Allowing iOS devices to communicate with OS X devices wholly, the feature will connect Apple devices seamlessly, sharing files and open documents across separate devices as if they were one. It effectively turns the Apple ecosystem into a more symbiotic and natural one, favouring the user.
The OS also includes tweaked graphics runtime Metal API, which promises to drop latency between the processor, OS and screen, while third-party keyboard support will appear for the first time on an iOS device.
As previously noted, the much paraded “HealthKit” feature will form a major part of the iPhone 6’s sales push (and hardware orientation), with the phone effectively becoming the user’s nurse.
OS X Yosemite 10.10
While the iPhone gets all the love, another software launch will also take center stage. OS X Yosemite has been in the pipeline for a good while now, with its existence also announced at WWDC.
Like iOS 8, Continuity will feature prominently, alongside a refreshed interface, improved UX and the arrival of Swift — the new programming language which promises a more gradual learning curve and improved efficiency for developers.
Macs and Macbooks
What device might Yosemite be showcased on, we wonder?
The Macbook range has recently enjoyed a refresh, thanks to Intel’s improved Haswell chipset. This saw Macbooks and Macs jump to core speeds exceeding the 3.5GHz threshold. But also rumoured for a while has been a baby Macbook Air. We could very well see this device tomorrow but it hasn’t been touted by any insiders or analysts as yet.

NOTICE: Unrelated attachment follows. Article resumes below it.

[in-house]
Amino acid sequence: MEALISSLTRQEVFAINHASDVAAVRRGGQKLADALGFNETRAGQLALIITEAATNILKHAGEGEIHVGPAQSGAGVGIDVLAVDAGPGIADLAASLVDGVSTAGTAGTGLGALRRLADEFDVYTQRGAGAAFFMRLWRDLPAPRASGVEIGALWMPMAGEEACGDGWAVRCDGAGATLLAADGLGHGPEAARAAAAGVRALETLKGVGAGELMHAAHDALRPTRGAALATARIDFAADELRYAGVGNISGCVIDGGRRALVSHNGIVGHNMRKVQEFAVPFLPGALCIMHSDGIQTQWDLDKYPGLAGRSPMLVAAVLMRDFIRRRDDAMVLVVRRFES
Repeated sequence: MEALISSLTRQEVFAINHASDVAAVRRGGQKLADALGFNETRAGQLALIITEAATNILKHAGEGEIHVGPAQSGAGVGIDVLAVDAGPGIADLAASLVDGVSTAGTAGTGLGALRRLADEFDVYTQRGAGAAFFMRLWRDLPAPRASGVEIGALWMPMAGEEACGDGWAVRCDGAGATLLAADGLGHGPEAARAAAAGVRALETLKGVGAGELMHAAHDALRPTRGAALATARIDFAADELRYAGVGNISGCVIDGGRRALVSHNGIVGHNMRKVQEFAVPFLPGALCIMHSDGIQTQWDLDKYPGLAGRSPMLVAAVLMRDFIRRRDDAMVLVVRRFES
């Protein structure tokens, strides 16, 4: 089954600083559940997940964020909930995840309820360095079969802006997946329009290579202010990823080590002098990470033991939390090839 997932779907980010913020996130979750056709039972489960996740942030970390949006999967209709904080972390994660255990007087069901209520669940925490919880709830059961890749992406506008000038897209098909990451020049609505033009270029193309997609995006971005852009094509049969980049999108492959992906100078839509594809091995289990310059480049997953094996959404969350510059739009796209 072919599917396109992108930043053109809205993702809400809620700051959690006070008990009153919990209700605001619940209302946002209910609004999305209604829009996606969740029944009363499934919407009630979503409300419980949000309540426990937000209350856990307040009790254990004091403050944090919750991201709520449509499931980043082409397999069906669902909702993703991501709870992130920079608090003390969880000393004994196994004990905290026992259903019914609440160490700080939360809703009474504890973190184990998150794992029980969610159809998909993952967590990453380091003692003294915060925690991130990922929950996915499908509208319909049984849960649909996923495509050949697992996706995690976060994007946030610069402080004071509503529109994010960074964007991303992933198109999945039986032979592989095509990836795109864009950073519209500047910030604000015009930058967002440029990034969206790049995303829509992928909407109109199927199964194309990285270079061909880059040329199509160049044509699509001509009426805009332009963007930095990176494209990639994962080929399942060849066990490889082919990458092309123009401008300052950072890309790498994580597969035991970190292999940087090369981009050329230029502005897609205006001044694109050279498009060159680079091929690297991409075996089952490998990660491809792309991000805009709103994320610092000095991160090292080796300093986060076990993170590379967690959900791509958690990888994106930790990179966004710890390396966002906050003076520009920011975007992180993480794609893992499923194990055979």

Perhaps second only to the iPhone in interest is the iWatch, Apple’s mysterious wearable that promises to feature more sensors than a nuclear submarine. If we do see it, it will likely sport full iOS 8 support, a rectangular screen, some premium wristband options aiming to stun the Fashion Police, a Sapphire Glass screen and wireless charging.
An iPod Nano-like form-factor, with audio jack, microphone and mini speaker are all rumoured too, thanks to leaked schematics, and Apple has also invited a fair number of fashion publications to the Cupertino event, which should point towards the company’s shift towards fashion conscious folk.
Other than those details, we really have no definitive idea of what the iWatch will bring.
iPad Air 2
The iPad range is due for a bit of an upgrade, especially since it suffered a massive sales hit earlier this year, but whether we’ll see an entirely new large-screened range is highly unlikely.
But we may very well see a new “iPad Air 2”, according to industry analyst Ming-Chi Kuo. Speculation suggests inclusion of TouchID, a new gold colour option and an anti-reflective screen coating. Apple’s A8 SoC will also be employed in the device, but the current iPad Mini may not receive any love until year-end.
Any other surprises?
The beauty of any Apple launch is that we can never say for sure what exactly to expect. The iPhone, iOS and Yosemite launches are almost dead certain, but the iWatch and iPad Air 2 may or may not feature — we just can’t confirm it.
For the record, it promises to be Apple’s most important launch to date.